Young filmmakers Daniel Levin and Ben Solomon are helping organize Patterson’s extensive archive, which includes thousands of reels of video film and still photographs from events ranging from the 1988 riots to a G.G. Allin punk concert. (G.G. Allin was famous for promising to commit suicide on stage before dying of a heroin overdose.) By intercutting Patterson’s footage with contemporary interviews of characters like lamppost mosaic artist Jim Power, the filmmakers plan on developing a documentary about Patterson’s visual documentary of the Lower East Side.

“As a younger generation, we think his archives have an interesting story to tell,” Levin said. “They’re about the old, grimy, dirty, on-the-fringe New York that people grew up being inspired by.”

Over the years, Patterson has gotten to know people from almost every different community in the neighborhood, from artists to drug dealers, local rabbis and kids from the Al Smith housing projects. Still, much of the footage conveys a fascination for contentious events like drug busts, arrests and fights. But while Patterson has been arrested numerous times — sometimes when crossing police barriers to catch developing stories — he insists that being an “outlaw” does not necessarily mean committing a crime.

“It has to do with a statement that sometimes overshadows beauty,” said painter Jerry Pagane, in describing the kinds of art most likely found at the gallery. Pagane has had numerous works in the Outlaw Museum. “My figures are distorted, abnormal-shaped faces, projecting inner feeling on canvas.” Later this year, after the premiere of a short film, still in the making, about Pagane’s own story comes out, he plans to have a one-man show at the gallery.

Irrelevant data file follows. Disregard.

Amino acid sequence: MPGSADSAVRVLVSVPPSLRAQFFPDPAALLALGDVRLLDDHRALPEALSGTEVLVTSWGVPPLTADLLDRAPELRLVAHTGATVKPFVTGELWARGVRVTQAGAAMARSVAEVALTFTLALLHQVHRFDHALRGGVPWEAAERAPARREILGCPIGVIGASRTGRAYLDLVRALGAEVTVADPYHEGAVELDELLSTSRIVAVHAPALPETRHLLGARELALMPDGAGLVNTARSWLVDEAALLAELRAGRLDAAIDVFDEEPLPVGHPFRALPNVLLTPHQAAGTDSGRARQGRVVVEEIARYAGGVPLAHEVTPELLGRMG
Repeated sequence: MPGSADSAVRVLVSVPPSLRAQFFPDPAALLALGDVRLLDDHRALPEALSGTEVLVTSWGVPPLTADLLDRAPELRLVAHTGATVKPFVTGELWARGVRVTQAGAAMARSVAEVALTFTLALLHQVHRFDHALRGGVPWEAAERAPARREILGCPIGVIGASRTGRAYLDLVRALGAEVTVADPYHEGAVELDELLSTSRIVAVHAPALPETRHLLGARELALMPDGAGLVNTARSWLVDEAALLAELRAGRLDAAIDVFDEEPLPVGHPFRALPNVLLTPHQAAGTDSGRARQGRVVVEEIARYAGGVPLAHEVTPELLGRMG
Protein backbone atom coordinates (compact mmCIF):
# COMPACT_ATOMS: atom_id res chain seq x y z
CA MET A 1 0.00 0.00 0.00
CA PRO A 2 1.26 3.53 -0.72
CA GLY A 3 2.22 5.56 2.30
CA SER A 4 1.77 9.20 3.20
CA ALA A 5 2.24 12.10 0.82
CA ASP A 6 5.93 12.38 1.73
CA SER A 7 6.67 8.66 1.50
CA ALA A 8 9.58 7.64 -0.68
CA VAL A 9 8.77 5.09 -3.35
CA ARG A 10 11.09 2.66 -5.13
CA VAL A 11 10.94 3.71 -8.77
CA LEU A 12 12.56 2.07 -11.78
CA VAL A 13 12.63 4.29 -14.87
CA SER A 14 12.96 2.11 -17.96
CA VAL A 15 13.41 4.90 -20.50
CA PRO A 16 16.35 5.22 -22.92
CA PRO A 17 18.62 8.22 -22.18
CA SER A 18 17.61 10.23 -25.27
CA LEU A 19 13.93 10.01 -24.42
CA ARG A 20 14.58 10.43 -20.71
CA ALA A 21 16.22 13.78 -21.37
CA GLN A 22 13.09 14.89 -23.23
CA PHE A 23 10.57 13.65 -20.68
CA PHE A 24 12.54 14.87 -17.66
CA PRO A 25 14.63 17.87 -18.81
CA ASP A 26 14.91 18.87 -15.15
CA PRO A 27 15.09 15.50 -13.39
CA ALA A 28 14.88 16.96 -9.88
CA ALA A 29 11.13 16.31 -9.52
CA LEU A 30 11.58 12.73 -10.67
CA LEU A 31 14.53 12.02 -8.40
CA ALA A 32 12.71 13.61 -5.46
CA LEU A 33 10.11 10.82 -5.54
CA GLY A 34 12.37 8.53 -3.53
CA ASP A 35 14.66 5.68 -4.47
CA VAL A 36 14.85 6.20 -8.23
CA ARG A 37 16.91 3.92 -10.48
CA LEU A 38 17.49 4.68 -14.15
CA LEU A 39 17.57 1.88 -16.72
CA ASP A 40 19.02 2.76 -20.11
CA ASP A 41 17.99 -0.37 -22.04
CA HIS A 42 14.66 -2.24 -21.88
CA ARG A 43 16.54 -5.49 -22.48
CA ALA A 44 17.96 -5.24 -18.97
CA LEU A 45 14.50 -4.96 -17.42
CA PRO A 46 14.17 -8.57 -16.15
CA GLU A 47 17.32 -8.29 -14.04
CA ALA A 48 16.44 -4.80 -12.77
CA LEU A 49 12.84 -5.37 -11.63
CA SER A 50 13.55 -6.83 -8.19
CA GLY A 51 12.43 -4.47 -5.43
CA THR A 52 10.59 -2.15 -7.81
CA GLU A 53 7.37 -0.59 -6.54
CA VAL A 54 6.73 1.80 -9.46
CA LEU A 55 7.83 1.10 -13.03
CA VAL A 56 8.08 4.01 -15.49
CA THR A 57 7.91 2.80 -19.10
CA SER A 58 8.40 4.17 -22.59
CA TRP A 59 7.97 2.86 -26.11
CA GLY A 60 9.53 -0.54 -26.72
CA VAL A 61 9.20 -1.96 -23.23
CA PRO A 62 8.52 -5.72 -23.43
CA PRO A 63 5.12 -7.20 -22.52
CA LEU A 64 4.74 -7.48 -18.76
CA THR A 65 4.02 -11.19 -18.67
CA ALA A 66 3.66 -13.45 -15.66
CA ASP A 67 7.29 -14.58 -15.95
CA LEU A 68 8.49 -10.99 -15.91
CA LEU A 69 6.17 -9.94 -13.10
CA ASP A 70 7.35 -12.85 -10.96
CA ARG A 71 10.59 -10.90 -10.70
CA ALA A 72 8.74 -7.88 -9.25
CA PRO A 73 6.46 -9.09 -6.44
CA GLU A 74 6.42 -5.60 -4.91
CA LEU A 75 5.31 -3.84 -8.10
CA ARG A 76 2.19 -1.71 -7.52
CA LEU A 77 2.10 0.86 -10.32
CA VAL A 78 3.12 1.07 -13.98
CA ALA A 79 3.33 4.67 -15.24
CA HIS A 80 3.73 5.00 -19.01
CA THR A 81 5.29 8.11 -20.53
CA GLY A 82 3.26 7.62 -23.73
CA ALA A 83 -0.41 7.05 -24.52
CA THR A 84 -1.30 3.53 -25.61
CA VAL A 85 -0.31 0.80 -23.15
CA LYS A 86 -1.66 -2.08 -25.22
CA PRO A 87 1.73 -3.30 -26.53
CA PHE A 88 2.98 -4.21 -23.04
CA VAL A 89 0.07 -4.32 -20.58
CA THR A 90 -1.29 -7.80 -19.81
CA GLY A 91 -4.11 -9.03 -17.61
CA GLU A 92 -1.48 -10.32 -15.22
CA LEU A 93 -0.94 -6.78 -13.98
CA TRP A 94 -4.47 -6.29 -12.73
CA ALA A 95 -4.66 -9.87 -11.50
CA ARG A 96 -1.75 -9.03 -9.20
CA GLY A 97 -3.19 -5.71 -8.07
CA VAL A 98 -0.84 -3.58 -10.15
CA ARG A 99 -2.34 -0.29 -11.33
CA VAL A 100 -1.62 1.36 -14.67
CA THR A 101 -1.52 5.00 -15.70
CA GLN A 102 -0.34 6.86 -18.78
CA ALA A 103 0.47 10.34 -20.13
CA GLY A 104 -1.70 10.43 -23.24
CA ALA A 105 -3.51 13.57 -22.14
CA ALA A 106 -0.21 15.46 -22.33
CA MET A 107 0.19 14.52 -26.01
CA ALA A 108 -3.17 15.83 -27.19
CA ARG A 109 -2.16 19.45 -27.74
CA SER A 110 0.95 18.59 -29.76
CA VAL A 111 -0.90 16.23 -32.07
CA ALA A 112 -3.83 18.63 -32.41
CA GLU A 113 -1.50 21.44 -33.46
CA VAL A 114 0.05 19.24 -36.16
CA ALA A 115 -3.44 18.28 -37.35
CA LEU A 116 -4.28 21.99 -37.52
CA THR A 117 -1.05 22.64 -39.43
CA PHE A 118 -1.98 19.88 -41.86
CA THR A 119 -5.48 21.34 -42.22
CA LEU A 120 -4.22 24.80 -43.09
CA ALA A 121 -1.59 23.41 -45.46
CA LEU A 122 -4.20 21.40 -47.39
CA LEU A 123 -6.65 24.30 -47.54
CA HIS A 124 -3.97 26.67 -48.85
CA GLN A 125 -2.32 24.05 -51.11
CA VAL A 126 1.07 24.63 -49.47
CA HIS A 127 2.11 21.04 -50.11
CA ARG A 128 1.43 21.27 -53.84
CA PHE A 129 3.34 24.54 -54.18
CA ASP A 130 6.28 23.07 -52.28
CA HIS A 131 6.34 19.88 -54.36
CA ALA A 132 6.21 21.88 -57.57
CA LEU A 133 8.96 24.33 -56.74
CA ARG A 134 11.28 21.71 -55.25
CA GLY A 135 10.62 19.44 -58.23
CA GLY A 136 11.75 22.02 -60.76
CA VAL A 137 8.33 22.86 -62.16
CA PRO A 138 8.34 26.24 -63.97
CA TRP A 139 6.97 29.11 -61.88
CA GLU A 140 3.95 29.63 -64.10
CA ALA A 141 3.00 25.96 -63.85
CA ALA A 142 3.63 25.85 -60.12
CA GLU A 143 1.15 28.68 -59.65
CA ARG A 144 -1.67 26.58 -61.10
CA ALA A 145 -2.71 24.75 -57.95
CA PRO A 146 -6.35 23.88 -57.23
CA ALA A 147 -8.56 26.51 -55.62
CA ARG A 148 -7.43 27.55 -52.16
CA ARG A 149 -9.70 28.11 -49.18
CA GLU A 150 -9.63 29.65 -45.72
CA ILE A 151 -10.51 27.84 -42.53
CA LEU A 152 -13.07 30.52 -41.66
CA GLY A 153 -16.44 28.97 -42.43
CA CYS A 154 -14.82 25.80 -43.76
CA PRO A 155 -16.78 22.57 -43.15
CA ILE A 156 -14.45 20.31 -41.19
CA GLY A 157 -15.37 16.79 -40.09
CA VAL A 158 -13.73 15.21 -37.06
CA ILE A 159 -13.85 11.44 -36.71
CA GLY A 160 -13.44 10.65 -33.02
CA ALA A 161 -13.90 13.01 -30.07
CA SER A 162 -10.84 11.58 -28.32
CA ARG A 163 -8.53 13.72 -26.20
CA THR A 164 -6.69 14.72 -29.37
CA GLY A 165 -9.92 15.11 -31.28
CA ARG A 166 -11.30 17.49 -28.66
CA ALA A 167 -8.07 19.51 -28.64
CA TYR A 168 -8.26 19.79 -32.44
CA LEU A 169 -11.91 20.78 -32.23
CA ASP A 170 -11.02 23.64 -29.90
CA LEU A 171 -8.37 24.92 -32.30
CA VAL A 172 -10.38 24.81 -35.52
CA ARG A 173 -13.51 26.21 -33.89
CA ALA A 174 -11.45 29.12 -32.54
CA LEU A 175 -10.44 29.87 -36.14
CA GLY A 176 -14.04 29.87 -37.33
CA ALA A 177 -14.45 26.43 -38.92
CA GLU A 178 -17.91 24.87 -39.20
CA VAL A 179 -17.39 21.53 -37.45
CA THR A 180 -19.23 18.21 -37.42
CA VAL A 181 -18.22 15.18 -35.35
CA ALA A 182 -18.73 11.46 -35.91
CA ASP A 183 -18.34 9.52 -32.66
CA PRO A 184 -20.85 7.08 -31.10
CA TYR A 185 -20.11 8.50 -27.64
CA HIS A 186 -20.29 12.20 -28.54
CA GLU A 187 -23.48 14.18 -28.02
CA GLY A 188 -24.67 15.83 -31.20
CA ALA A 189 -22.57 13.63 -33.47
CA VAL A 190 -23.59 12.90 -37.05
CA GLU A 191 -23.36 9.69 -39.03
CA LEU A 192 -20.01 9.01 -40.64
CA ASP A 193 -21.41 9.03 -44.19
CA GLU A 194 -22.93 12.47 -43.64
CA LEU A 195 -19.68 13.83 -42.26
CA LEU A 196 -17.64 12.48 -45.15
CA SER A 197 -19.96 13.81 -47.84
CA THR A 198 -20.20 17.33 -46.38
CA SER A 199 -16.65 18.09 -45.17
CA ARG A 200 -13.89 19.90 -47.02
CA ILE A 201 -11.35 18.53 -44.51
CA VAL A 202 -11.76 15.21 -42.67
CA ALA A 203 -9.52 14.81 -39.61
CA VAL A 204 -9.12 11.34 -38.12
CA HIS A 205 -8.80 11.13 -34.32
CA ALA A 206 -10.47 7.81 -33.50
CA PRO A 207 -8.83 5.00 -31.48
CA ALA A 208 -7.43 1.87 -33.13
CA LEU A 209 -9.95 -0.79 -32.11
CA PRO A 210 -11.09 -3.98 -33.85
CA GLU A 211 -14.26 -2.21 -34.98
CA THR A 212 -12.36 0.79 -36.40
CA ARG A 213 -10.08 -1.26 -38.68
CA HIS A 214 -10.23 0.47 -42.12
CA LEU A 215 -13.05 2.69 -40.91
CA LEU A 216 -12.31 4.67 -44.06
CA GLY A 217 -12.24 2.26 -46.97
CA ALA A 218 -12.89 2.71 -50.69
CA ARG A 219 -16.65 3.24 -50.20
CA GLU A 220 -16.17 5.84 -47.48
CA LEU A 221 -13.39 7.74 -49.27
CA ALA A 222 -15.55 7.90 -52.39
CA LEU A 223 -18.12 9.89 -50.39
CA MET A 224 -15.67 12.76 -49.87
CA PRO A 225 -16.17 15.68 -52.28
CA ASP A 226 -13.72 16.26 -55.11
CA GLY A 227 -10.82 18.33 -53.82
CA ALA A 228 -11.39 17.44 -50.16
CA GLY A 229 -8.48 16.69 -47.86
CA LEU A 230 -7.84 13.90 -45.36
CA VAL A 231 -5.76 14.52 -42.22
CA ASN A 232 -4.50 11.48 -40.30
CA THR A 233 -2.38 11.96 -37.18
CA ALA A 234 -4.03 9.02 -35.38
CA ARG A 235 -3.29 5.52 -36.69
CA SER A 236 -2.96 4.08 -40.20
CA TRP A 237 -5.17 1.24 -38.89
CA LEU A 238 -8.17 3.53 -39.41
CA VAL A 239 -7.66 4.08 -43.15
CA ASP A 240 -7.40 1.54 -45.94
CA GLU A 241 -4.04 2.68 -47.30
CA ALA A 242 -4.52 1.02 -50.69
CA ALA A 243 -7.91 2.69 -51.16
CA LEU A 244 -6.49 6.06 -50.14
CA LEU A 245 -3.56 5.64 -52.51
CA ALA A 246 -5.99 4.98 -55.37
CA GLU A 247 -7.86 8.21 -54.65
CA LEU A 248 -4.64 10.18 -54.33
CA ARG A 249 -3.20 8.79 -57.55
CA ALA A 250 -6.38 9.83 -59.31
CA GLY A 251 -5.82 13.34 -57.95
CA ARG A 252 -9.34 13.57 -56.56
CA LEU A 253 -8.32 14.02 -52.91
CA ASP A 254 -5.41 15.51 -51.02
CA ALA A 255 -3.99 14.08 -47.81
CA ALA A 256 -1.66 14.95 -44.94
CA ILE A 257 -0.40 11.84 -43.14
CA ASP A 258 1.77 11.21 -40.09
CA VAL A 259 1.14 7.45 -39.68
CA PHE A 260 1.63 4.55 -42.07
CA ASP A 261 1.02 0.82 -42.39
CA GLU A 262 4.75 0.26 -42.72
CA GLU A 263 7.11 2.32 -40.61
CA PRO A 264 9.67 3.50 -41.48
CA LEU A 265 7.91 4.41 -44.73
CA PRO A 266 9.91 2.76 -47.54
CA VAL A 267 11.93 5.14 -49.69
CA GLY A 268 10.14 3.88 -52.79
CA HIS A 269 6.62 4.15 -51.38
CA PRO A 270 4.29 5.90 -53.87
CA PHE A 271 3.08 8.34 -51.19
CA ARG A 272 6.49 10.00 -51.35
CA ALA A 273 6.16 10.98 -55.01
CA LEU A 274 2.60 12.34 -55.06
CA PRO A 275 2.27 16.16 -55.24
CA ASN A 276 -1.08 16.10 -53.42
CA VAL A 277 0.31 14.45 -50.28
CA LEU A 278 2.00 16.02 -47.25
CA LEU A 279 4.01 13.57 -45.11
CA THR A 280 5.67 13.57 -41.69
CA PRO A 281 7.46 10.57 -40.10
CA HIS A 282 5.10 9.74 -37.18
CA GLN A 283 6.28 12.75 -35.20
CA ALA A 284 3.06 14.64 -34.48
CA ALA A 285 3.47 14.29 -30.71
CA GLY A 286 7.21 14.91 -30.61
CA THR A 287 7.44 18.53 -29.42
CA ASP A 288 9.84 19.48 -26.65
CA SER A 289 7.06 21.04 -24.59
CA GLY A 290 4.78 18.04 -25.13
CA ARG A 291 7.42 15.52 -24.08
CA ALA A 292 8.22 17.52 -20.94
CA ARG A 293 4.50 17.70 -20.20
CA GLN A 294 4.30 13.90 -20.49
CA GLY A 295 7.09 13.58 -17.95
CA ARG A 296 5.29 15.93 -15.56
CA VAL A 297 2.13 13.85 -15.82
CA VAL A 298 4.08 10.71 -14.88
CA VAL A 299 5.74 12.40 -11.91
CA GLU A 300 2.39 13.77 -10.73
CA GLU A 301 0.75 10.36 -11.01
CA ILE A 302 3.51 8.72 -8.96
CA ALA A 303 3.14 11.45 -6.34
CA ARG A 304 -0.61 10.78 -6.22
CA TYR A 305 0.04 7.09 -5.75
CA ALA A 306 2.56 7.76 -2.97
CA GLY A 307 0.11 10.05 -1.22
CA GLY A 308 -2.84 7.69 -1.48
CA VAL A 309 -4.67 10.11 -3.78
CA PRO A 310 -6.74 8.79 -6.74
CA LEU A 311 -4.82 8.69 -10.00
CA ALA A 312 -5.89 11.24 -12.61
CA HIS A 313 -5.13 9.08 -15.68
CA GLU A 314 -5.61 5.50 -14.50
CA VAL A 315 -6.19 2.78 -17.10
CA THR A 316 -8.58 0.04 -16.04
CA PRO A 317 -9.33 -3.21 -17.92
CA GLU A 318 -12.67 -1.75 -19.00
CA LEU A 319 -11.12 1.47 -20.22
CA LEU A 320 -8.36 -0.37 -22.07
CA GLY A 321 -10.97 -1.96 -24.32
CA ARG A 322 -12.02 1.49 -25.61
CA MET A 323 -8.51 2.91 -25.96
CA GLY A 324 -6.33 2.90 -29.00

Currently, works on display at the Outlaw Museum include pieces by young artists like Dios, photographer Dash Snow and graffiti artist Joey Semz, as well as more established names like Shawn Mortensen, whose three portraits of the Notorious B.I.G., Sonic Youth and Sandinista rebels occupy a cramped hallway opposite the gallery’s kitchen. Italian installation artist Baldo Diodato is coming in next to rearrange the space for his show starting Nov. 20. Though Patterson is enthusiastic about the shows, he is pessimistic about current creative culture in the neighborhood, fearful that new condo apartment buildings and higher rents are changing the area for the worse.

Though many of the works in the gallery are hard to sell, Patterson insists that the gallery’s strength is in harvesting the work of a community. “There’s a dumbing down of culture,” he said. “But the greatest part of this gallery is the incubation, and showing it to people whose subcultures make those connections. It’s not really meant for the general population,” he added of the gallery, which is open solely by appointment or invitation. But many make the effort to come see what Patterson is offering. The gallery guestbook includes signatures by celebrity magician David Blaine and Peter Missing of Missing Foundation, who was big in the 1980s East Village scene and is still creating art and music. “You really have to have the desire to come here, the desire to see it and an ambition to try and understand what it’s about.”

return to top